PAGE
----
Different Types of Positioning Systems in Automation
In the automation world, many different types of positioning systems are available. Whether mechanical, optical, magnetic, ultrasonic, inductive, camera-based systems, or a combination of technologies, determining which of these is effective for your positioning application is critical to the success of your automated processes.
When moving something by means of electrics, hydraulics, or pneumatics, knowing the position of the parts being moved is imperative. Attaching cable pulls to parts provides mechanical position feedback for linear length, but a rotary encoder or potentiometer for the electrical output is also needed. Cable pulls can be installed in tight, dirty spaces where other technologies such as optical or ultrasonic sensors have difficulties. Up to 60 m long, cable pulls also come with pulley accessories that allow positioning at different angles or around corners. They are commonly used in scissor lifts and boom extensions.
Cable pulls provide mechanical feedback for linear lengths.
Another technology that uses mechanical and electrical methods is MEMS, or microelectromechanical systems. These inclination and acceleration sensors accurately measure the gravitational acceleration force applied to the micromechanical elements. Angular vector force can be calculated and used for inclination or tilt feedback. MEMS are used when extending the boom on a utility truck, for example. The device confirms that the truck is level so the boom can be safely extended to the maximum length.
Inclination and acceleration sensors use MEMS for position feedback.
2-D camera-based positioning systems such as the PXV and PCV Data Matrix positioning systems for noncontact linear and absolute positioning use Data Matrix codes to position vehicles along a track in the X-axis. Dedicated camera-based systems like the position guided vision (PGV) use Data Matrix codes and colored lanes for route tracking. This system outputs position in two axes, X and Y, and provides 360 degrees of angular feedback. Cranes, AMRs, monorail conveyors, and other applications use these systems for precise, long-range position tracking
PXV and PCV series Data Matrix positioning systems for linear tracking of X, Y-axis.
In addition to the use of DataMatrix code tapes, dedicated camera-based systems such as Position Guided Vision (PGV) enable tracking of a defined course on the ground based on a color track or using DataMatrix tags. The submillimeter-accurate positioning of driverless transport vehicles is based on the position information provided by the PGV in the X and Y directions. In addition, a determination of the vehicle’s angle of rotation with respect to the track on the ground is performed.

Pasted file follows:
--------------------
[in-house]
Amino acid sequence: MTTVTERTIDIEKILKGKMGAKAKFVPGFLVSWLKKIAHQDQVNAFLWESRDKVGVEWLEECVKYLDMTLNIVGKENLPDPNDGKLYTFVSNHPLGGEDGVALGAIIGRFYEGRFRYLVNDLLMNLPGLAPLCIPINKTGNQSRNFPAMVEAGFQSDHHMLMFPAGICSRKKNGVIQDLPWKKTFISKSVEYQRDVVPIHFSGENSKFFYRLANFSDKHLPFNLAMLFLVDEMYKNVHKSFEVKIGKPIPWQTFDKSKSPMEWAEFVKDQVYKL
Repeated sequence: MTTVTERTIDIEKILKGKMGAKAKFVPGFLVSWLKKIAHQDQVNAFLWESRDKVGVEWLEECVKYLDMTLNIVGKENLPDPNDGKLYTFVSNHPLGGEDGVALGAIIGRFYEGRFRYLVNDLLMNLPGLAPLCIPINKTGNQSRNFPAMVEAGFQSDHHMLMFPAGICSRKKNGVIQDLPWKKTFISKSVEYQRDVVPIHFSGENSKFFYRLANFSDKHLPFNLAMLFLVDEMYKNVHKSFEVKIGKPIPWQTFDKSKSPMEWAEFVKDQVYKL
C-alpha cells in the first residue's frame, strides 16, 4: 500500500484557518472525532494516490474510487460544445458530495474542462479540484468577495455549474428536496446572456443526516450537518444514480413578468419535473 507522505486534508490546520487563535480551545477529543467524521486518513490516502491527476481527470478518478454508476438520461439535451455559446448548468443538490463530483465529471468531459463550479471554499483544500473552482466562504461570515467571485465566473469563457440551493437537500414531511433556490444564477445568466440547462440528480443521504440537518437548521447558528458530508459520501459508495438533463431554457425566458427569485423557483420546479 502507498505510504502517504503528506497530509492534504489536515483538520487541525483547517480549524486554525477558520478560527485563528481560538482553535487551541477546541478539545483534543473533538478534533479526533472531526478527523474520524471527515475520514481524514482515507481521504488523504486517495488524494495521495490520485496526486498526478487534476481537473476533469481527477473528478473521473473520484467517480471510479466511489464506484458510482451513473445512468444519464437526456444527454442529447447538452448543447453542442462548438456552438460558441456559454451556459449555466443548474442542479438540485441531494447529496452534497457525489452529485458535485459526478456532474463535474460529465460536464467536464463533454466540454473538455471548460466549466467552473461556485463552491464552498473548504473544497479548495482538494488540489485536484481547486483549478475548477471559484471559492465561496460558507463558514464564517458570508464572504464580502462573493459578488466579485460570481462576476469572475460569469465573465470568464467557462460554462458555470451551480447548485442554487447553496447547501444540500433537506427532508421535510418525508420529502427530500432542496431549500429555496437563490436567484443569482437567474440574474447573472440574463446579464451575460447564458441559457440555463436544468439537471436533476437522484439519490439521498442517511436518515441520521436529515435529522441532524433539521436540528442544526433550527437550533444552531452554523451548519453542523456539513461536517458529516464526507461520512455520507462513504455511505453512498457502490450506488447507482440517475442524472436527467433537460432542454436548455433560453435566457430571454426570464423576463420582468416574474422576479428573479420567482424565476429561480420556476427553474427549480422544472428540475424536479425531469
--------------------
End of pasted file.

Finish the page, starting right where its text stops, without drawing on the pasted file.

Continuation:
Applications include autonomous vehicles from the logistics sector to large driverless transport systems in automotive or aircraft production.
PGV positioning systems use Data Matrix code tape or colored lanes for AGV guidance in two axes (X, Y) and 360 degrees of angular feedback.
Optical Positioning Systems
A few different types of products such as the WCS position encoding system use optical technology for absolute positioning. A slotted optical read head can achieve absolute positioning by reading a code rail. The read head is noncontact and can be set up in long linear or curved paths. With the addition of a few accessories, this slotted optical read head can be used in harsh environments. Applications include elevators, cranes, and galvanizing tanks.
The WCS position encoding systems achieve absolute positioning especially over long distances.
Rotary encoders can also use optical or magnetic sensing to monitor velocity, position, angle, and acceleration. Encoders are available in different variants for optimal integration into the respective application. These include different mechanical and electronic connection options including a wide selection of accessories.
Automotive, factory automation, mobile equipment, and material handling are just a few target industries that can benefit from rotary encoders
Incremental rotary encoders using optical sensing technology for precise position feedback.
Magnetic rotary encoders are extremely rugged and precise due to their magnetic detection principle.
Inductive Positioning Systems
Noncontact inductive technology detects position using a few different configurations. One sensor housing can be combined with one inductive coil for discrete or analog output. Alternatively, one sensor housing can be combined with many inductive coils to get linear or rotary position. The inductive positioning sensors are available in multiple versions and lengths, which makes installation easy.
Potential applications for inductive position measurement include valve actuator position, dancer/web control, and knife gate valve position.
Inductive positioning systems provide noncontact linear or rotary position feedback.
With the growing need for position feedback and autonomous functionality, these positioning system technologies play a vital role in the world of automation. Whether you need to monitor AGV, valve, or crane position, one or more of these systems can be used to achieve the desired results for your unique application.
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